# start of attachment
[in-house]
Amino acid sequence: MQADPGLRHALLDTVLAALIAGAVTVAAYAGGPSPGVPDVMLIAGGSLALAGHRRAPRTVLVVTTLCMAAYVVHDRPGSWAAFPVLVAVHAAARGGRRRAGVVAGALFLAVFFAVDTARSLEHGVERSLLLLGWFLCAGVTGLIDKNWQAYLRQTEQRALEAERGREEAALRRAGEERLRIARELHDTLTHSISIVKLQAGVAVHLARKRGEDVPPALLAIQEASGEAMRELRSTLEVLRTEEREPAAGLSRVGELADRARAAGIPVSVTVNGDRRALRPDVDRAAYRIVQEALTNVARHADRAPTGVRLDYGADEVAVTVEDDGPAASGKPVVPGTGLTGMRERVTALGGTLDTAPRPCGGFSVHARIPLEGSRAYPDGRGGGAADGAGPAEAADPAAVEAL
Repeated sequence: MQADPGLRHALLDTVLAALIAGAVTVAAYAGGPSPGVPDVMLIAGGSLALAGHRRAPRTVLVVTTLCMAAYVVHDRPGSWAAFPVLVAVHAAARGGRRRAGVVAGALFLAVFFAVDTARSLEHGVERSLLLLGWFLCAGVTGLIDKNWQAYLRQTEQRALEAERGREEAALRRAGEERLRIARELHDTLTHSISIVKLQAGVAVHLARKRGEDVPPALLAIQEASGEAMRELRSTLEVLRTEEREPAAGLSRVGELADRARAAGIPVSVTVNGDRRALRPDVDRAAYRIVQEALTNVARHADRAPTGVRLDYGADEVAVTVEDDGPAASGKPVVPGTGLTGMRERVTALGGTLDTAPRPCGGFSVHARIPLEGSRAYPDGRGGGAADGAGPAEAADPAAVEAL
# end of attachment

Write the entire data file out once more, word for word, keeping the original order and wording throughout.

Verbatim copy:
[in-house]
Amino acid sequence: MQADPGLRHALLDTVLAALIAGAVTVAAYAGGPSPGVPDVMLIAGGSLALAGHRRAPRTVLVVTTLCMAAYVVHDRPGSWAAFPVLVAVHAAARGGRRRAGVVAGALFLAVFFAVDTARSLEHGVERSLLLLGWFLCAGVTGLIDKNWQAYLRQTEQRALEAERGREEAALRRAGEERLRIARELHDTLTHSISIVKLQAGVAVHLARKRGEDVPPALLAIQEASGEAMRELRSTLEVLRTEEREPAAGLSRVGELADRARAAGIPVSVTVNGDRRALRPDVDRAAYRIVQEALTNVARHADRAPTGVRLDYGADEVAVTVEDDGPAASGKPVVPGTGLTGMRERVTALGGTLDTAPRPCGGFSVHARIPLEGSRAYPDGRGGGAADGAGPAEAADPAAVEAL
Repeated sequence: MQADPGLRHALLDTVLAALIAGAVTVAAYAGGPSPGVPDVMLIAGGSLALAGHRRAPRTVLVVTTLCMAAYVVHDRPGSWAAFPVLVAVHAAARGGRRRAGVVAGALFLAVFFAVDTARSLEHGVERSLLLLGWFLCAGVTGLIDKNWQAYLRQTEQRALEAERGREEAALRRAGEERLRIARELHDTLTHSISIVKLQAGVAVHLARKRGEDVPPALLAIQEASGEAMRELRSTLEVLRTEEREPAAGLSRVGELADRARAAGIPVSVTVNGDRRALRPDVDRAAYRIVQEALTNVARHADRAPTGVRLDYGADEVAVTVEDDGPAASGKPVVPGTGLTGMRERVTALGGTLDTAPRPCGGFSVHARIPLEGSRAYPDGRGGGAADGAGPAEAADPAAVEAL